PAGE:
Latest funding bill to reopen the government fails in House

House Democrats on Tuesday failed to garner the two-thirds majority needed to pass a continuing resolution (CR) to provide funding to reopen the government through Feb. 1. 

The bill, which went down 237-187, was brought to the floor in an effort to pressure GOP lawmakers to break with President TrumpDonald John TrumpLiz Cheney: 'Send her back' chant 'inappropriate' but not about race, gender Booker: Trump is 'worse than a racist' Top Democrat insists country hasn't moved on from Mueller MORE in his demand for border wall funding amid the partial government shutdown. 

Six Republicans — Reps. Elise StefanikElise Marie StefanikRepublican lawmakers ask Trump not to delay Pentagon cloud-computing contract Rising number of GOP lawmakers criticize Trump remarks about minority Dems Overnight Defense: Woman accusing general of sexual assault willing to testify | Joint Chiefs pick warns against early Afghan withdrawal | Tensions rise after Iran tries to block British tanker MORE (N.Y.), Will HurdWilliam Ballard HurdAl Green says impeachment is 'only solution' to Trump's rhetoric Trump primary challenger Bill Weld responds to rally chants: 'We are in a fight for the soul of the GOP' Democratic strategist on Trump tweets: 'He's feeding this fear and hate' MORE (Texas), John KatkoJohn Michael KatkoStudent loan borrowers are defaulting yearly — how can we fix it? Overnight Defense: Woman accusing general of sexual assault willing to testify | Joint Chiefs pick warns against early Afghan withdrawal | Tensions rise after Iran tries to block British tanker House approves amendment to reverse transgender military ban MORE (N.Y.), Chris SmithChristopher (Chris) Henry SmithThe Hill's Morning Report: Trump walks back from 'send her back' chants House approves bill raising minimum wage to per hour House calls for investigation into whether Pentagon tried to weaponize ticks MORE (N.J.), Jaime Herrera BeutlerJaime Lynn Herrera BeutlerDems push to revive Congress' tech office Bill allowing Congress to hire Dreamers advances House fails to override Trump veto on border wall MORE (Wash.) and Brian FitzpatrickBrian K. FitzpatrickThe Hill's Morning Report: Trump walks back from 'send her back' chants Al Green says impeachment is 'only solution' to Trump's rhetoric House approves bill raising minimum wage to per hour MORE (Pa.) — joined Democrats in voting for the measure, fewer than backed similar legislation last week.

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House Appropriations Committee Chairwoman Nita LoweyNita Sue LoweyHere are the 95 Democrats who voted to support impeachment House votes to kill impeachment effort against Trump Hillicon Valley: Trump officials to investigate French tax on tech giants | Fed chair raises concerns about Facebook's crypto project | FCC blocks part of San Francisco law on broadband competition | House members warn of disinformation 'battle' MORE (D-N.Y.) introduced the measure on Monday along with a separate stopgap that would provide funding through Feb. 28, which is expected to come to the floor on Thursday.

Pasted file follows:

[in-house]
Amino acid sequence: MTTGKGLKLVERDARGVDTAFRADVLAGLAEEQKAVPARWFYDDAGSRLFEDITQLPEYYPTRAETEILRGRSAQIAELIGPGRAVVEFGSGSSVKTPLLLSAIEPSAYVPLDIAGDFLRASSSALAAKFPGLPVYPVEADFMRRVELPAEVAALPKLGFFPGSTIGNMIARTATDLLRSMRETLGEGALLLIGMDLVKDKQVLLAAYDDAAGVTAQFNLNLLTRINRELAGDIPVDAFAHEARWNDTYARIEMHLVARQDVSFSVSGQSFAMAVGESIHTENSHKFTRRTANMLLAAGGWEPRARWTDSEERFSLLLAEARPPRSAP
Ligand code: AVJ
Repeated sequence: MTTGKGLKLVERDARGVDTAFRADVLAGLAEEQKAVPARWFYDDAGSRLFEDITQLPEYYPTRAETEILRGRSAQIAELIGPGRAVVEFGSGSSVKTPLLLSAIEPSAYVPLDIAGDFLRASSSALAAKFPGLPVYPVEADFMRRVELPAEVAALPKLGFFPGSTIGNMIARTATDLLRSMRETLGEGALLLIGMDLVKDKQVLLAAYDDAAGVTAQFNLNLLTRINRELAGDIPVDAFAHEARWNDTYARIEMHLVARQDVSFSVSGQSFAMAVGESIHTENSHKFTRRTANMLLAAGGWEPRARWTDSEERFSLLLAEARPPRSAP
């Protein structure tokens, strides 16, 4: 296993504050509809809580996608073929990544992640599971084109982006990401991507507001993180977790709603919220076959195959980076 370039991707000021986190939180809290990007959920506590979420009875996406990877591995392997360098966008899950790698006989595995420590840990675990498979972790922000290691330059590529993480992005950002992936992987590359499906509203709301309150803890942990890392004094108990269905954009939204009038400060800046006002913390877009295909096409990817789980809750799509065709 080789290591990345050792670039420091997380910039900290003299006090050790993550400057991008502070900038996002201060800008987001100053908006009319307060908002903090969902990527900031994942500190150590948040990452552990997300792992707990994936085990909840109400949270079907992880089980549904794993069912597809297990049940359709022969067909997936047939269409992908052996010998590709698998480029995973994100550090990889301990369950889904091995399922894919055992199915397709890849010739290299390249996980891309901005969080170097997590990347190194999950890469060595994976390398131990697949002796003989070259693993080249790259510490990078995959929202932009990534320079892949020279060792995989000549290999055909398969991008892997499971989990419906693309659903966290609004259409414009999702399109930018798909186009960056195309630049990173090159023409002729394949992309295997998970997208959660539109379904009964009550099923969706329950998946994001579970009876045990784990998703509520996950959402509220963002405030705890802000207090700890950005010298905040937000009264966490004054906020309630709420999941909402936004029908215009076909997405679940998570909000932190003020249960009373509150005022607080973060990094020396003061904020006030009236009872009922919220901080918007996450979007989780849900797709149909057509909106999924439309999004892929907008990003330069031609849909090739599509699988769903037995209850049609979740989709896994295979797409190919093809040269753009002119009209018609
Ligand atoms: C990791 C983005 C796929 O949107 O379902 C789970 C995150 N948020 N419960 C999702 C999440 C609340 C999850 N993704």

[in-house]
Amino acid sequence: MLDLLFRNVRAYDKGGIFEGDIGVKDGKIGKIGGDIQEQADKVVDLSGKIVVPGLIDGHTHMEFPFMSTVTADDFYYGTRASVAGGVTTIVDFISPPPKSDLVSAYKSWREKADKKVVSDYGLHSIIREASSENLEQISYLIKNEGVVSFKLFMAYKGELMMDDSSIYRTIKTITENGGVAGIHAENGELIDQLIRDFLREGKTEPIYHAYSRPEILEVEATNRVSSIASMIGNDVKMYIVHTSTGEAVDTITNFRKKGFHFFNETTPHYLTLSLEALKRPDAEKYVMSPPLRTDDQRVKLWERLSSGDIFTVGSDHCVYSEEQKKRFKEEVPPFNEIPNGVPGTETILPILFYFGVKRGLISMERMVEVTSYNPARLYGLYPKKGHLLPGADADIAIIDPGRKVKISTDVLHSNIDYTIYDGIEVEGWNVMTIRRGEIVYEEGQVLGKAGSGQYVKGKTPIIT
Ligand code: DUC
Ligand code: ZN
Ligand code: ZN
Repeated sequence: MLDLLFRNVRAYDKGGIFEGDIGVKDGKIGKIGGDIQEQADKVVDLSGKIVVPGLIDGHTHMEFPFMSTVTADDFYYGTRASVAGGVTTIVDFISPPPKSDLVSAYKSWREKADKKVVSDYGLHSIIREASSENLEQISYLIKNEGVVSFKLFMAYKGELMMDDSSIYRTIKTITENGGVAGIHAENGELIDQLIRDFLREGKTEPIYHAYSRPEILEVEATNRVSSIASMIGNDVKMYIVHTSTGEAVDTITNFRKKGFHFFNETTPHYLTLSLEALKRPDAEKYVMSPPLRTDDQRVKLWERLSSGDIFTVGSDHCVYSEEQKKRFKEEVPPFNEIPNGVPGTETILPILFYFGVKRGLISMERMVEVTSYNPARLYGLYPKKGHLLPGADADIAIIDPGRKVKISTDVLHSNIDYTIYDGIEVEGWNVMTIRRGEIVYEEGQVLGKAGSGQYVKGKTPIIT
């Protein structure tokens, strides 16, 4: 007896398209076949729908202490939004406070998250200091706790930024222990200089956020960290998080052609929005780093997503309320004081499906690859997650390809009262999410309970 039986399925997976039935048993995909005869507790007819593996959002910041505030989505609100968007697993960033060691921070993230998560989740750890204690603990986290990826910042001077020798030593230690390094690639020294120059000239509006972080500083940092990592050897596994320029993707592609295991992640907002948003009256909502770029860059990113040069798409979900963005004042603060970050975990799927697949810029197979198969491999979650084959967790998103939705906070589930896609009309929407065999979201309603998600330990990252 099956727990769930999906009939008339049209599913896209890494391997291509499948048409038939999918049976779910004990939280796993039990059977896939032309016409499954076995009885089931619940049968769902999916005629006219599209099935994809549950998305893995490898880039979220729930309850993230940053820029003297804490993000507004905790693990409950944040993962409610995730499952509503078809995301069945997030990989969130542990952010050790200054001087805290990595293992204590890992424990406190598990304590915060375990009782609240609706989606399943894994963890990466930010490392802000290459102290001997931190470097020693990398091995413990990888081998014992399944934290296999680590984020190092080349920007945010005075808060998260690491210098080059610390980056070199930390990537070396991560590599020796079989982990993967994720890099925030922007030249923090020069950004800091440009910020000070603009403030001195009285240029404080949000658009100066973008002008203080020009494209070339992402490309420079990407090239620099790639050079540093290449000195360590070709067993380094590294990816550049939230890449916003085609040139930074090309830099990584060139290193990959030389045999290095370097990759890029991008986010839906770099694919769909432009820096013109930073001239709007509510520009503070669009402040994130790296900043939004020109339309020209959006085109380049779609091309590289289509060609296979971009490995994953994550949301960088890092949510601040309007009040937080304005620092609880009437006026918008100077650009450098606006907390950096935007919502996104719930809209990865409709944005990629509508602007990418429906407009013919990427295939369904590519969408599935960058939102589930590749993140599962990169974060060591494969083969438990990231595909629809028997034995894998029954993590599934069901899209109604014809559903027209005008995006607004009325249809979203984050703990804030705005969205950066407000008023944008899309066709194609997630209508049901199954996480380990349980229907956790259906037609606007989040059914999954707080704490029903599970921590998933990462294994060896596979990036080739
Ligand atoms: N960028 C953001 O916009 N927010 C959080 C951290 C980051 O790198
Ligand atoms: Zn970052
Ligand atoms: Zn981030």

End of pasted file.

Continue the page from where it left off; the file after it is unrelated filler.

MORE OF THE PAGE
The first CR's failure comes on the 25th day of the shutdown as Democratic leaders remain at odds with Republicans over Trump’s border wall. The president has vowed not to sign any spending legislation that doesn’t provide funding for the barrier along the U.S.-Mexico border — one of the top promises he made on the campaign trail. Democrats say they won’t support legislation that provides anything close to the administration's request of $5.7 billion.

The House bills stand no chance in the Senate, where Majority Leader Mitch McConnellAddison (Mitch) Mitchell McConnellMcConnell challenger faces tougher path after rocky launch Funding a strong defense of our nation's democratic process can't wait The Hill's Morning Report: Trump walks back from 'send her back' chants MORE (R-Ky.) has repeatedly said he will not take up any legislation the president won’t support.

The lower chamber passed four clean individual spending bills last week, a legislative package aimed at providing funding for the majority of agencies through the end of the fiscal year and a CR to fund the Department of Homeland Security through Feb. 8.

Meetings between congressional leaders and the president have largely been contentious and unfruitful, with each side digging in.

Both parties are attempting to sway members across the aisle to buck party lines.

A group of moderate Democrats rebuffed an invitation from the president to come to the White House to discuss border security Tuesday.

Republicans are accusing Democrats of failing to negotiate in good faith, with House Minority Leader Kevin McCarthyKevin Owen McCarthyThe Hill's Morning Report: Trump walks back from 'send her back' chants History in the House: Congress weathers unprecedented week EU official in Canada says he feels 'at home' there because no one was shouting 'send him back' MORE (R-Calif.) arguing Democratic negotiators need to put forward a reasonable compromise to end the shutdown.

Democrats allege Republicans are holding the government hostage over a partisan priority.